If you Google weed chains for grass cutting there will be an image of a hub to fit on a weed whacker like device with two lengths of chain extending from the hub. Similar to a medieval flailing weapon. 

Pat Wade
Santa Barbara, CA 

On Sun, May 3, 2020 at 1:42 PM Lee via groups.io <leetrains=yahoo.com@groups.io> wrote:
I’m thinking these may have been chains that had sharpened edges that were dragged behind a tractor or run off a PTO driven propeller under a platform deck.  Would cut the weeds and thicker grasses without disturbing the ground too much and creating a lot of dust. Plus if it hit a rock they didn’t create sparks or bust a typical blade. 


Lee Stoermer
Aldie, VA

On Sunday, May 3, 2020, 13:10, Charles Peck <lnnrr152@...> wrote:

Snow chains were invented by Harry Weed in 1904.
Chuck Peck

On Sun, May 3, 2020 at 12:46 PM Bob Chaparro via groups.io <chiefbobbb=verizon.net@groups.io> wrote:

Photo: LV Boxcar 62182 With Weed Chains Load

A 1915 photo from the Utah State Historical Society:

https://collections.lib.utah.edu/ark:/87278/s6891hs0

From the text on the banner I guess those folks in Utah had been using their electric weed-whackers before this car arrived, assuming that earlier they had received a carload of extension cords.

Bob Chaparro

Hemet, CA

Re: Photo: LV Boxcar 62182 With Weed Chains Load

Lee
 

Hit send before adding the link of a more current version. 






Lee Stoermer
Aldie, VA

On Sunday, May 3, 2020, 16:42, Lee via groups.io <leetrains@...> wrote:

I’m thinking these may have been chains that had sharpened edges that were dragged behind a tractor or run off a PTO driven propeller under a platform deck.  Would cut the weeds and thicker grasses without disturbing the ground too much and creating a lot of dust. Plus if it hit a rock they didn’t create sparks or bust a typical blade.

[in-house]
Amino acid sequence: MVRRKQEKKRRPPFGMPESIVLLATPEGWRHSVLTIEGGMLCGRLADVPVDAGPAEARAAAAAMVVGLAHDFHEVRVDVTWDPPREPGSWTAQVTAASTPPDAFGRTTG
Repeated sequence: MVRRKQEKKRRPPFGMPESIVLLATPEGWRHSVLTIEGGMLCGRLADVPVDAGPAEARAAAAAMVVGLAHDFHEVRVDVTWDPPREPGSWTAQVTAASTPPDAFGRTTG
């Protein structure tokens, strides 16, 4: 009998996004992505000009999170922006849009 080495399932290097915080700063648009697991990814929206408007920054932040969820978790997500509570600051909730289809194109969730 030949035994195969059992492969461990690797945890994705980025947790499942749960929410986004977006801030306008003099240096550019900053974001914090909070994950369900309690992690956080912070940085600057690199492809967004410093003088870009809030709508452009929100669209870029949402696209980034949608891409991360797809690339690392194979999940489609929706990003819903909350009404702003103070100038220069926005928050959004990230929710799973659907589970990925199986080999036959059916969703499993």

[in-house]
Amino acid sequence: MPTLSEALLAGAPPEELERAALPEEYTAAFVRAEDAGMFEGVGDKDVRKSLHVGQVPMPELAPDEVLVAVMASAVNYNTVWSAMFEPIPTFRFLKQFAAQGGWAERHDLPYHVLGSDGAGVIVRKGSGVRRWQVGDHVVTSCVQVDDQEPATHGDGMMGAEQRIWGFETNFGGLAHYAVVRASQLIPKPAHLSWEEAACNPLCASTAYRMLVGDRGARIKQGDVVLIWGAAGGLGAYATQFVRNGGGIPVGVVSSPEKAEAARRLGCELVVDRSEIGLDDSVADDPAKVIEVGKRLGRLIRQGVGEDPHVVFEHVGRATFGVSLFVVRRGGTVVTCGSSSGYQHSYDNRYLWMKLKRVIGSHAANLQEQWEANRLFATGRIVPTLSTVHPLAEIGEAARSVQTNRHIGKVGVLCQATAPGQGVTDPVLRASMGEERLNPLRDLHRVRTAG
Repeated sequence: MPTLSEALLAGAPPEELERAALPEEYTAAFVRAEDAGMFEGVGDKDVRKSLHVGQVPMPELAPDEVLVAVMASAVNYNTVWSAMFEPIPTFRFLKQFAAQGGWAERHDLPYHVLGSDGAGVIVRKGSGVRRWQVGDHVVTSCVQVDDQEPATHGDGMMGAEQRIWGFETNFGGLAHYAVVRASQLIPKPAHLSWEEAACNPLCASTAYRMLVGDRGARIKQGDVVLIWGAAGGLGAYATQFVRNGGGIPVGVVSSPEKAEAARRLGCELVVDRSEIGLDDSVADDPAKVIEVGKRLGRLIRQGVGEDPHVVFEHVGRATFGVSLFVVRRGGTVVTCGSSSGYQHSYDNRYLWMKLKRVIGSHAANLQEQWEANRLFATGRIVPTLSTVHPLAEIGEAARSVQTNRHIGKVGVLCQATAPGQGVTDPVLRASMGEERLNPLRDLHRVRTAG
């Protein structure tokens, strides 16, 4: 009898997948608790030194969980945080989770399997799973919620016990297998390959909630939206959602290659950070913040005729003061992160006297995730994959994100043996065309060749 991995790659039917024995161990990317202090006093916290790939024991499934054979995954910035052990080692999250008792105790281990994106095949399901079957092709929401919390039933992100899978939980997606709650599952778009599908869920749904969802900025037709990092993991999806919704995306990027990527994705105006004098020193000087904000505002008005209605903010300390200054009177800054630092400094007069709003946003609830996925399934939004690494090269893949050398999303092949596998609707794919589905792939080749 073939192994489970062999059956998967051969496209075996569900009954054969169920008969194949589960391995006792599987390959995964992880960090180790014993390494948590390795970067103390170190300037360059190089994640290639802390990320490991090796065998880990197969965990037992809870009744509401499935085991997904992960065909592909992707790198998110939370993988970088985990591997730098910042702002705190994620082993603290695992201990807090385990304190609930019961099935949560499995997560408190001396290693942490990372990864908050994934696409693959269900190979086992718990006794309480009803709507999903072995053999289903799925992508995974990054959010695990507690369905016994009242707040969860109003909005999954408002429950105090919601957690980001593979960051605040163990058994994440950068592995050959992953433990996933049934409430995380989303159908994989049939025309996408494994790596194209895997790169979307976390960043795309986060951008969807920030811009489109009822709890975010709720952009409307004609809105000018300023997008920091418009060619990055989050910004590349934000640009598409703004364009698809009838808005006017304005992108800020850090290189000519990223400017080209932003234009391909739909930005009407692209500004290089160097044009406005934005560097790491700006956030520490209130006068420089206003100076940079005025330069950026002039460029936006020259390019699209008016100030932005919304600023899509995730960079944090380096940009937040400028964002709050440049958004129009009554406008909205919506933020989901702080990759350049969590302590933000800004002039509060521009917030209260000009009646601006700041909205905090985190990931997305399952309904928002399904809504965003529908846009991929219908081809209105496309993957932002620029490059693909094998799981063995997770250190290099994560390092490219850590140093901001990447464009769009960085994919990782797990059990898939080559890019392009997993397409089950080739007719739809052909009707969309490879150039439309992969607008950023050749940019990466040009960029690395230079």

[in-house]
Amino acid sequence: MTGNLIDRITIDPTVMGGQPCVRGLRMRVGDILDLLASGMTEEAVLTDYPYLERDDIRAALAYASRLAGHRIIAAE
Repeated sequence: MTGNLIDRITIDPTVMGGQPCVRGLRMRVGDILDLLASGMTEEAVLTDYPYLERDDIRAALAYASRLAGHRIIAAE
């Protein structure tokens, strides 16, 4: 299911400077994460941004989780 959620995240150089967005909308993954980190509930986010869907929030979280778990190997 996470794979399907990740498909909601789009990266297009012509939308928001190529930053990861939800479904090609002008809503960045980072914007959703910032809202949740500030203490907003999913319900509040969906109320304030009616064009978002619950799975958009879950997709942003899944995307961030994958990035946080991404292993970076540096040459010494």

Lee Stoermer
Aldie, VA

On Sunday, May 3, 2020, 13:10, Charles Peck <lnnrr152@...> wrote:

Snow chains were invented by Harry Weed in 1904.
Chuck Peck

On Sun, May 3, 2020 at 12:46 PM Bob Chaparro via groups.io <chiefbobbb=verizon.net@groups.io> wrote:

Photo: LV Boxcar 62182 With Weed Chains Load

A 1915 photo from the Utah State Historical Society:

https://collections.lib.utah.edu/ark:/87278/s6891hs0

From the text on the banner I guess those folks in Utah had been using their electric weed-whackers before this car arrived, assuming that earlier they had received a carload of extension cords.

Bob Chaparro

Hemet, CA

Re: Tank Car Placard Locations

Donald B. Valentine
 

    The reporting marks are clearly present but the placards are another issue. Clearly some have been present 
as the marks from the removal or two above the running board clearly show as does one below the running board.
But tank cars are not my forte so here we go with more questions. When did placard holders first come into general 
use and when were standard locations for placard holders required? This car looks older than any requirements
other than the simple use of warning placards as to the cargo.

    I do have Ed Kaminski's  tank car book bit having arrived yesterday a 100 AM it's going to be awhile before it is 
thoroughly read.

Cordially, Don Valentine